Serians (Chinese), Ottorokorians and others: Pliny the Elder on the savage silk people (first century CE)

Citation with stable link: Philip A. Harland, 'Serians (Chinese), Ottorokorians and others: Pliny the Elder on the savage silk people (first century CE),' Ethnic Relations and Migration in the Ancient World, last modified June 20, 2023, https://philipharland.com/Blog/?p=15866.

Ancient authors: Amometos, Hekataios of Abdera and others as discussed in Pliny the Elder (first century CE), Natural History 6.53-57 (link).

Comments: The elite Roman author Pliny the Elder here makes his way east from the Scythians, sketching out peoples associated with silk – “Serians” – and then moving south towards the Himalayas, where the Attacorians or Ottorokorians (as in Ptolemy’s Geography 6.16) are placed on the northern side of the range. He claims to be drawing on fourth and third century BCE Greek accounts.  While Serians (Chinese) are noted for their production of silk, they are nonetheless characterized as savage like animals. Compare Pausanias’ discussion of Serians and silk at this link. Others in the area north of the Himalayas are labelled eaters of human flesh, just like the Anthropophagian Scythians further west.

Source of the translation: H. Rackham, W.H.S. Jones, and D.E. Eichholz, Pliny: Natural History, 10 volumes, LCL (Cambridge, MA: HUP, 1938-1962), public domain (Rackham passed away in 1944, Jones passed away in 1963, copyright not renewed as well), adapted by Harland.

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[Moving east from the man-eating Scythians]

(6.53-57) After leaving the Caspian sea and the Scythian ocean our course takes a bend towards the eastern sea as the coast turns to face eastward. The first part of the coast after the Scythian promontory is uninhabitable on account of snow, and the neighbouring region is uncultivated because of the savagery of the descent groups (gentes) that inhabit it. This is the country of the Anthropophagian (Anthropophagi) Scythians who eat human bodies. For this reason, the adjacent districts are abandoned deserts with plenty of wild beasts lying in wait for human beings as savage as themselves. Then we come to more Scythians and to more deserts inhabited by wild beasts, until we reach a mountain range called Tabis which forms a cliff over the sea. Not until we have covered nearly half of the length of the coast that faces north-east is that region inhabited.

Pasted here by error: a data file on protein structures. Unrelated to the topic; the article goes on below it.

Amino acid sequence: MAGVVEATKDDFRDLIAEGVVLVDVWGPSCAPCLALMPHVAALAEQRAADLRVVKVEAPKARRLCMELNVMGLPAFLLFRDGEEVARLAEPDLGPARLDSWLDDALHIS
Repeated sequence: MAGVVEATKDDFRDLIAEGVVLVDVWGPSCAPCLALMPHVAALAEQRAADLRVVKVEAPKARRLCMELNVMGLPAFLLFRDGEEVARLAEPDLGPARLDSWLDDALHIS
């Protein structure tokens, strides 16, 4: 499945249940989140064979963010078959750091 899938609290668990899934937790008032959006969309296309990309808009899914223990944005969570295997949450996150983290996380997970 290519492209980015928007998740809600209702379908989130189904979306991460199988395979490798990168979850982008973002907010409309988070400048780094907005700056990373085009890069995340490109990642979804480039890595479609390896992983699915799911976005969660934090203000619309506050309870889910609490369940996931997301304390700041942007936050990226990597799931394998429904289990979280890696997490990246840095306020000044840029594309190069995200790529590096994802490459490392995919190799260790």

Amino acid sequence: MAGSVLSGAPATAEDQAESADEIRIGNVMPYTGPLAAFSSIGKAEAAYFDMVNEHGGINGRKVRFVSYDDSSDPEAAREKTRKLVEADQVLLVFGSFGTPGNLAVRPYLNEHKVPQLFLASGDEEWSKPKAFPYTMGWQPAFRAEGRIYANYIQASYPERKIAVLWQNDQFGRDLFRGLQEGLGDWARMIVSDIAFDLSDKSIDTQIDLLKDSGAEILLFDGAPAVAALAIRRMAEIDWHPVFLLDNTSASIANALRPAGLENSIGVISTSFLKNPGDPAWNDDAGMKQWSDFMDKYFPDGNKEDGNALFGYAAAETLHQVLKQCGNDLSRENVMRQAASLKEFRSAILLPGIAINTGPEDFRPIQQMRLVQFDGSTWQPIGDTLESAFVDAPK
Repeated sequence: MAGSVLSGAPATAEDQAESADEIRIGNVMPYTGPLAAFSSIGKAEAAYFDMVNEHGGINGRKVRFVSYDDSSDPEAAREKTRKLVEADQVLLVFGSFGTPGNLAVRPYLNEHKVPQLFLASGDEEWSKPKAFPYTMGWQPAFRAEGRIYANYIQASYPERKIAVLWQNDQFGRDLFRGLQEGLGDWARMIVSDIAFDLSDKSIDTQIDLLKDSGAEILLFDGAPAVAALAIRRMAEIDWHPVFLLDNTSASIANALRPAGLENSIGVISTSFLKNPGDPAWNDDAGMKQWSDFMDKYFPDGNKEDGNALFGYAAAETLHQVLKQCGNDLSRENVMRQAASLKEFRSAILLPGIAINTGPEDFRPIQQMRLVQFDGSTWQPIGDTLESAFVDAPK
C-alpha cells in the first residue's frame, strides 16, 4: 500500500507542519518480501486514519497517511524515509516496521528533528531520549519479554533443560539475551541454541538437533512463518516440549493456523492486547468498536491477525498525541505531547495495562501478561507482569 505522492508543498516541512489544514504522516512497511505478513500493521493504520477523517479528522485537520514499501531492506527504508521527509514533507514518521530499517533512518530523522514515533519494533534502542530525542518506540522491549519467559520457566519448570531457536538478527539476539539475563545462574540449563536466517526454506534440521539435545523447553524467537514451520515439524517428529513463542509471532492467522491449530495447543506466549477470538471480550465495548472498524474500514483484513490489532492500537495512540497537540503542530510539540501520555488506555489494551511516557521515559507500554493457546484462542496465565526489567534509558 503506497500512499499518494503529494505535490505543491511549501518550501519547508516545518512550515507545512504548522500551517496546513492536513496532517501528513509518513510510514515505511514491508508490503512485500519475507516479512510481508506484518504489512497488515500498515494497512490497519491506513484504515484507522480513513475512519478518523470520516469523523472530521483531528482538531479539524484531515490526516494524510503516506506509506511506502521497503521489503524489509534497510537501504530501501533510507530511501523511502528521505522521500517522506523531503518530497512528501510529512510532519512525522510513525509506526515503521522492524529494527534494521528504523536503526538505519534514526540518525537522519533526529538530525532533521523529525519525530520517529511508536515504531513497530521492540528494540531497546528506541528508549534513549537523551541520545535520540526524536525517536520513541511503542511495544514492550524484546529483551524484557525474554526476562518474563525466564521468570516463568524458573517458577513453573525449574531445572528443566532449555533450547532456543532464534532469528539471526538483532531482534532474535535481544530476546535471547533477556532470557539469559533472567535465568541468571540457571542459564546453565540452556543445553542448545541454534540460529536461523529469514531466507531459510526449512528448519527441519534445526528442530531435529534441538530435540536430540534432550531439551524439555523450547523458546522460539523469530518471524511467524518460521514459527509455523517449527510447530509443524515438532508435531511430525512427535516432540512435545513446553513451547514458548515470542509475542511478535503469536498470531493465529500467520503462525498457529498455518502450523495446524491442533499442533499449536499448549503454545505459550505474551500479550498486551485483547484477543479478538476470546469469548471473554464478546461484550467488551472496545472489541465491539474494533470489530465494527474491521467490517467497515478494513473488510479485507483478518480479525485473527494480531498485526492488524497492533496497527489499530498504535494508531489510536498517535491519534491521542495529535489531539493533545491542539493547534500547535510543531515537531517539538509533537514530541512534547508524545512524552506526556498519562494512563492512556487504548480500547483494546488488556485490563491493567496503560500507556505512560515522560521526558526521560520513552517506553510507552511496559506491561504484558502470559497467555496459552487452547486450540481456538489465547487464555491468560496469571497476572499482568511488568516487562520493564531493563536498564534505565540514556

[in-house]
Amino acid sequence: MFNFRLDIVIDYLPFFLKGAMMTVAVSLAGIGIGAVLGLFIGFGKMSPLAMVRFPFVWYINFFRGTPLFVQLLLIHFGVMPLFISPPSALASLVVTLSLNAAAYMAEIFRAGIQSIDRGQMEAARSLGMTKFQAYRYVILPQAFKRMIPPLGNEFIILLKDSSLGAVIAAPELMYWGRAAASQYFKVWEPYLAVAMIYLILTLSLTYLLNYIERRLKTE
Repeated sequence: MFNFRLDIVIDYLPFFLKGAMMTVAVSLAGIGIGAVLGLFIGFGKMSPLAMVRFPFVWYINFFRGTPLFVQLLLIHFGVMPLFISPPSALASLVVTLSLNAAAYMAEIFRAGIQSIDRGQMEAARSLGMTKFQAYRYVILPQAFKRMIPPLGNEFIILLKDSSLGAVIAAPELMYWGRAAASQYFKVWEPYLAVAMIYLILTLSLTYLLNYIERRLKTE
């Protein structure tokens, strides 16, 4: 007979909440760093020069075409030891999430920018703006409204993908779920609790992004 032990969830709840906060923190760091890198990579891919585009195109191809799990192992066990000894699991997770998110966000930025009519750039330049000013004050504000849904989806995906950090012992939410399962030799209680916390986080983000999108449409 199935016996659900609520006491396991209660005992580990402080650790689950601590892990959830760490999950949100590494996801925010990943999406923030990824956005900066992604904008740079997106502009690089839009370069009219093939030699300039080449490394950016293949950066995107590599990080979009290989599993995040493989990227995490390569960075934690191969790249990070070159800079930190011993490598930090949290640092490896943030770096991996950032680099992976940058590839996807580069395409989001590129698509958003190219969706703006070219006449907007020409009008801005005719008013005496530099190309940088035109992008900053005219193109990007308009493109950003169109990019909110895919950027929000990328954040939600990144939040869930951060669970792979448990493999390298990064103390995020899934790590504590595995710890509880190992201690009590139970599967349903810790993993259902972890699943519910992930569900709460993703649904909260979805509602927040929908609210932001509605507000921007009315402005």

[Serians, silk-people]

The first human occupants are the people called the Serians (Seres) [silk-people, Chinese], who are famous for the woollen substance obtained from their forests. After soaking the substance in water, they comb off the white down of the leaves, and so supply our women with the double task of unravelling the threads and weaving them together again. So much labour is involved and so distant is the region of the world from which it comes for a Roman matron to flaunt transparent raiment in public.  Even though they are mild in character, the Serians nonetheless resemble wild animals in that they also shun the company of the remainder of humankind and wait for trade to come to them.

[Attacorians / Ottorokorians and others headed towards northern India]

The first river found in their territory is the Psitharas, next the Cambari, and third the Lanos, after which come the Malay peninsula, the bay of Cirnaba, the river Atianos and the descent group of the Attacorians (Attacoriae) [likely the Ottorokorians of Ptolemy, Geography 6.16; perhaps the Uttarakuru, north of the Himilayas] on the bay of the same name, sheltered by sun-bathed hills from every harmful blast, with the same temperate climate as that in which the Hyperboreans live. The Attacorians are the subject of a monograph by Amometos [third century BCE or earlier; FGrHist 645], while the Hyperboreans have been dealt with in a volume by Hekataios [of Abdera, fourth century BCE]. After the Attacorians there are the descent groups of the Thunians and Focarians, and the Casirians (Casari), situated in the interior in the direction of the Scythians. The Casirians eat human bodies. Also the nomads among Indians reach this point in their wanderings. Some writers state that they are actually in contact with the Ciconians (Cicones) and also the Brisarians (Brisari) on the north.

We now come to a point after which there is complete agreement as to the descent groups: the range of mountains called the Hemodi mountains [Himalayas]. This is where the Indian descent group begins, bordering not only on the eastern sea but on the southern sea as well, which we have called the Indian ocean. . . [omitted account of Indian people in this post].

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